University College at Fairfield University offers lectures about Weir Farm
Mixing art and history, University College at Fairfield University will offer four informative lectures about Weir Farm National Historic Site in Wilton, Conn., home of American Impressionist painter J. Alden Weir (1852-1919). The lectures will take place Thursdays, from 10 a.m. to 11:30 a.m., beginning on April 22.
Weir Farm is the only national park in Connecticut and the only national park in the country devoted to American painting. Characteristic of 19th century New England life, it offered inspiration to Mr. Weir's creativity. He and his peers used the rolling hills, woods, fields, and human and animal life as subjects of their paintings.
The first lecture will take place on April 22. "Who is J. Alden Weir and why is there a national park named after him in Connecticut?" asks Wilton resident Joan Kaskell, historian and lecturer at the Metropolitan Museum of Art. She will deliver an introduction to the life and artistic style of the man behind Weir Farm in her presentation, "American Impressionists: J. Alden Weir and His Circle."
"This first talk of the series is intended to provide audiences an artistic context for J. Alden Weir and his contemporaries," Kaskell said. "I will describe and illustrate J. Alden Weir's contribution to American Impressionism and American art as a whole."
On April 29, White Plains, N.Y. resident Constance Evans, executive director of Weir Farm Trust, will deliver "Weir Farm: The Vision and Values of Its Artists."
"Weir so loved to paint his farm, he also invited his friends to join him there, including fellow artists such as John Twachtman, Childe Hassam, Albert Pinkham Ryder, and John Singer Sargent," Evans said.
"In my talk, I will attempt to convey the atmosphere of this special place, Weir Farm, and how 122 years after Weir purchased the farm, it continues to be hallowed ground for artists today." National Park Service Ranger Christopher Gezon, native to Pittsburgh, Penn., will speak about the "Stone Walls of Weir Farm" during his presentation on May 6.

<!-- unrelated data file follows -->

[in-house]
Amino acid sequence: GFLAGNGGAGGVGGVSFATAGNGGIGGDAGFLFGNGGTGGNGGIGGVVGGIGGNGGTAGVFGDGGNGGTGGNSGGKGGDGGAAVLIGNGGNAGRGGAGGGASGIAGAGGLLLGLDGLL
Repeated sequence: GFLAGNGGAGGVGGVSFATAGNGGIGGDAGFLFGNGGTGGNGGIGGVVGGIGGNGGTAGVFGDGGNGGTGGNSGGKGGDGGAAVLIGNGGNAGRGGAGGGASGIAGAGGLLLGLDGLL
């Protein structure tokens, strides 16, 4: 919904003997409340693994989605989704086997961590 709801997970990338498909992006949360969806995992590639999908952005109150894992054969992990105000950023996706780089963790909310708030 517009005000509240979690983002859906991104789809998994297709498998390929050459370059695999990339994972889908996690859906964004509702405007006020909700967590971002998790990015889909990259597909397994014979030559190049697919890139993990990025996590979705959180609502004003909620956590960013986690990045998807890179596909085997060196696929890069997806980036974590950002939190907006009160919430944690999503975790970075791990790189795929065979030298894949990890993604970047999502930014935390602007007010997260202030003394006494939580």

"The landscape and stone walls of Weir Farm National Historic Site have been the inspiration for artwork for over 120 years," Gezon commented. "The lecture will explore how the roles and functions of stone walls in Connecticut have evolved since their initial construction in the area."
During the last lecture, held on May 13 at Weir Farm, participants are invited to explore Mr. Weir's studio and home just as he left them when he died in 1919. Resident artist Ida Schmulowitz, from Providence, R.I., will be available to meet with participants as well. Schmulowitz is a landscape artist, art critic, and was first prize winner of the Rode Island Open Competition at Warwick Museum in 2002.
The cost of all four lectures is $199. For more information and to register, call (203) 254-4000, ext. 4307 or visit University College at www.fairfield.edu. Media inquiries can be made to Dana Ambrosini, assistant director of media relations at Fairfield University, at (203) 254-4000, ext. 2726.
Media Contact: Nancy Habetz, (203) 254-4000, ext. 2647, firstname.lastname@example.org
Posted on March 18, 2004
Vol. 36, No. 206